Paul L. Snyder on 19 May 2005 19:38:21 -0000

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Re: [PLUG] bash, double for

Quoting "Paul L. Snyder" <>:

> > On Thu, May 19, 2005 at 01:32:10PM -0400, Jeff Abrahamson wrote:
> > > The variable array is space separated (so not a bash array).  I want
> > > bash to index through it like it does with command-line args and let
> > > me refer to each term in sequence.
>   foo="bar baz womble"
>   c=0
>   for e in $foo; do echo "$c is $e"; c=$(($c+1)); done

I've been playing around with this a bit, and here's one that's REALLY
short and sweet.  It's not a double-for, but it's nicely flexible if
what you really care about is indexing.

  $ str="bar baz womble"
  $ arr=($str)

And, lo!  You have a bash array.

  $ echo ${arr[1]}

For extra fun, try this with a different delimiter.  Just change the ':'
in the example below to a bash pattern matching the character or string
separating the elements in your string:

  $ patharray=(${PATH//:/ })
  $ echo ${patharray[1]}
  $ echo ${patharray[5]}

If really you want a double-for (to deal with all ordered matches in
two sets, say), try this:

  $ WHAT="IPA Gorgonzola bouillabaisse"
  $ KIND="beer cheese stew"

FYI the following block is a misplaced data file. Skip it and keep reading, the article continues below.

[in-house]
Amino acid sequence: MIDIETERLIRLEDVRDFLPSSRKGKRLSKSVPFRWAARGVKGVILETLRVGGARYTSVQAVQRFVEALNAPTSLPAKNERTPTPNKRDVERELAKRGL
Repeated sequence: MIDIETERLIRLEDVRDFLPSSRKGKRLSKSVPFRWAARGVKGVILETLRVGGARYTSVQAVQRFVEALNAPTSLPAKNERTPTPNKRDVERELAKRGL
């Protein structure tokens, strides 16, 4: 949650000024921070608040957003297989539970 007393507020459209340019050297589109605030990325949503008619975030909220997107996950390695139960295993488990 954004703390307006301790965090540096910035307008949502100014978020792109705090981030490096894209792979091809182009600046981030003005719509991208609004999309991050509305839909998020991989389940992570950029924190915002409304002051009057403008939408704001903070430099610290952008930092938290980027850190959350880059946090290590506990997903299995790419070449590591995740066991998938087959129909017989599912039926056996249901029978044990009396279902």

$ what=($WHAT)
  $ kind=($KIND)
  $ for ((i=0; i<${#what}; i++)); do
  >   echo ${what[$i]} is a kind of ${kind[$i]}
  > done
  IPA is a kind of beer
  Gorgonzola is a kind of cheese
  bouillabaisse is a kind of stew

If you're using zsh, things will be a bit different.  You get all
sorts of new toys and zsh handles word splitting somewhat differently.
As a last bonus here's a quick zsh way to index a space-delimited

  zsh$ WHAT="IPA Gorgonzola bouillabaisse"
  zsh$ typeset -T WHAT thing ' '
  zsh$ echo $thing[2]
  zsh$ thing[2]=Taleggio
  zsh$ WHAT="IPA Taleggio bouillabaisse"

See, 'typeset -T' ties an array parameter to a string parameter, using
that last argument as a separator (or defaulting to ':'), so assignments
to the array actually change the string, and vice versa.  'PATH' is tied
to the array 'path' by default.

I like zsh.

Have fun,
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